I found out last night that a colleague has left her husband after finding out he had cheated on her.
That makes her the fifth reporter I know who was cheated on last year. That is a lousy number for people in a profession that pokes holes in official statements and is supposed to never accept things at face value.
A blog post that spread in (social and mainstream) media circles a few year ago said it best:
We don’t take shit from anyone, so don’t lie to us or give a load of bullshit. We spend all day separating fact from fiction, listening to PR cronies and dealing with slimy politicians. If you make us do the same with you, you’re just gonna piss us off. And don’t think we’ll be quiet about it. We’ll respond with the vengeance of an Op-Ed page railing against society’s injustices — and we’ll enjoy doing it.
Just tell us the truth. We can handle it.
And we can. Or at least we can handle it better than knowing we’d been lied to. There are few things we have trouble letting go: Being accused of corruption, being scooped, and being lied to by a source. Accusations of corruption evolve into points of pride when unfounded, and being scooped turns into an almost healthy if incestuous competition* once you get over it.**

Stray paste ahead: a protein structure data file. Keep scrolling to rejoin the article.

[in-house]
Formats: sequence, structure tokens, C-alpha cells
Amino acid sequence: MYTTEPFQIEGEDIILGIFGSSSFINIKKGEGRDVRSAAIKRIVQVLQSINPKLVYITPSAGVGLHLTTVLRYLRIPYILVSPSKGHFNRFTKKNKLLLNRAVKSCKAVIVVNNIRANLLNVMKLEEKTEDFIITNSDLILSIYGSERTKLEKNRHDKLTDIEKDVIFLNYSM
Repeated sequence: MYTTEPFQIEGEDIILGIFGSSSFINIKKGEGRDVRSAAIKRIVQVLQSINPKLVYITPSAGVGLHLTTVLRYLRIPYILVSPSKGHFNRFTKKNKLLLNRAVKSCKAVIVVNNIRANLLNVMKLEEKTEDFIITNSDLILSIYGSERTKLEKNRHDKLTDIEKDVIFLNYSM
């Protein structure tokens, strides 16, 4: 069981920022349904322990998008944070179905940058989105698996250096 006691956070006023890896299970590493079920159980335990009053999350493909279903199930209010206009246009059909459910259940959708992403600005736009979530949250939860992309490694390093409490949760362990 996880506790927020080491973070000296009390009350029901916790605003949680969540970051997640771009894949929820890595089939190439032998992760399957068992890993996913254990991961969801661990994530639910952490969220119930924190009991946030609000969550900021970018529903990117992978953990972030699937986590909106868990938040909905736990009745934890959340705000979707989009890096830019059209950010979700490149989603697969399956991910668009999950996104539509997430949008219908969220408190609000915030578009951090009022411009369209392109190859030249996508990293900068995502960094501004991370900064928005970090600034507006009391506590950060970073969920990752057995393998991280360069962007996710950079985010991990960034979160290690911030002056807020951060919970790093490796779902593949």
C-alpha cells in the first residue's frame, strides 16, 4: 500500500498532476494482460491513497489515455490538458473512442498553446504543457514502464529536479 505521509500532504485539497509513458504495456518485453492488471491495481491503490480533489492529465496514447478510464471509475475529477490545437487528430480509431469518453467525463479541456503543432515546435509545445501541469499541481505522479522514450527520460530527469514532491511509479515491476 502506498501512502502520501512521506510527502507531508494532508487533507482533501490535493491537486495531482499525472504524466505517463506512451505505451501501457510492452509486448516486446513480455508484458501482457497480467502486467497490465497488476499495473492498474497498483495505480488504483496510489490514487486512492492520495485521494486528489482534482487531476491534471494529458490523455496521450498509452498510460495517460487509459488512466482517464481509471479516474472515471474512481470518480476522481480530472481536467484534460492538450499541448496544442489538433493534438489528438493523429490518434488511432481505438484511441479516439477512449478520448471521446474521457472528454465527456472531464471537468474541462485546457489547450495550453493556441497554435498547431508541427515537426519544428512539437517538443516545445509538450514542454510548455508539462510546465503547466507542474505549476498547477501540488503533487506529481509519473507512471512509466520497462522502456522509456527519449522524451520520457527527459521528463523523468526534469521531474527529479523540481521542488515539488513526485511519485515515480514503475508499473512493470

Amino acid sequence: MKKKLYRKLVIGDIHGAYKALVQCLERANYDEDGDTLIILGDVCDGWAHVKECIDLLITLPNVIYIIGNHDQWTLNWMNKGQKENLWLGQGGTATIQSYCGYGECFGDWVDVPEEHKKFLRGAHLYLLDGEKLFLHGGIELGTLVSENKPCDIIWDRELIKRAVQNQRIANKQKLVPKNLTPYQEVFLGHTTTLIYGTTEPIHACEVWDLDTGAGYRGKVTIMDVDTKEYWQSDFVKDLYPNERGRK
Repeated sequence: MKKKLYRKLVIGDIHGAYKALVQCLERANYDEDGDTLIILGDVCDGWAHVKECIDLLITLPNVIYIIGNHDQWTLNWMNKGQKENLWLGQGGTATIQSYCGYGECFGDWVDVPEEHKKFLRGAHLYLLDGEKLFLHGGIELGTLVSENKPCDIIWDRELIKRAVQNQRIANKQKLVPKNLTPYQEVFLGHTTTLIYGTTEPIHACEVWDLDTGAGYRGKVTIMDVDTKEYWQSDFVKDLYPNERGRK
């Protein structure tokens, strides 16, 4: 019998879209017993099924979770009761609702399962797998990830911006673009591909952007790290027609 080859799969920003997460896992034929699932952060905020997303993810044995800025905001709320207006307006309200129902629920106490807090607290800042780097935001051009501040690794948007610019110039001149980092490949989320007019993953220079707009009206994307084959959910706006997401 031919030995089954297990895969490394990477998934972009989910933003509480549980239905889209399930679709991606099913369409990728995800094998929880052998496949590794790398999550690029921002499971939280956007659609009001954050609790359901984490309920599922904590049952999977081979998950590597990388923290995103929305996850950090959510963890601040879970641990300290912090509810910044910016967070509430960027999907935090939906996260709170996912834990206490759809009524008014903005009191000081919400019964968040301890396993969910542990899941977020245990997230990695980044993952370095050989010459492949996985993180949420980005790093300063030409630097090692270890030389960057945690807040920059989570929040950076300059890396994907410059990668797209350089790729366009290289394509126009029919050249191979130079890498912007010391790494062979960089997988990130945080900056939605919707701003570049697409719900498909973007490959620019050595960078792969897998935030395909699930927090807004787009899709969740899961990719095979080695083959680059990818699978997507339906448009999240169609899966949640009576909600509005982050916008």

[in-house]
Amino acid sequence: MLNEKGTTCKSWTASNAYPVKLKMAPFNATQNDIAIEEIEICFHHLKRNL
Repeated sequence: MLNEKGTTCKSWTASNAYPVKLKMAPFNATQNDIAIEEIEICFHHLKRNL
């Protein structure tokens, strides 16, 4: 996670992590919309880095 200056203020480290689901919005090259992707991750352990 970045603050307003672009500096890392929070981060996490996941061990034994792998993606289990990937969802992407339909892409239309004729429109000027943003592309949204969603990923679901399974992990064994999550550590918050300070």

Being lied to, though, is the worst because it’s an insult not just to our intelligence, but also to the outfits we work for, and to the abstract pie-in-the-sky public trust that we serve.
But that’s work, and we can leave work at the office (or whatever serves as an office) and occasionally try to lead regular lives. Sure, we’ll always have a notebook and pen within reach, but we do try to not be on the job when the job is done.
If you’ve ever seen a reporter at work, you will notice that a lot us have either an eyebrow raised or have our lips curled in a sneer while writing. That isn’t swagger or anything, it’s just part of our internal monologue of “What does this mean? Is this true? What a silly thing to say.”
Not having to do that is a luxury, one that we crave with something that borders on desperation. We see the red flags just like everybody else–probably before everybody else and with more clarity–but I guess we tend to ignore them.
They say if your mother says she loves you, check it out, but it gets tiring having to trust, but verify all the time. You need to be able to trust another person at some point, and who better than the person you’ve given an exclusive to your heart, right? And so, we trust, often against instinct and in the face of evidence.
For people in the business of presenting the truth, we are piss poor at handling our own personal truths.
*See the banking and finance beats
** We all have arch-rivals. Their identities are closely-guarded secrets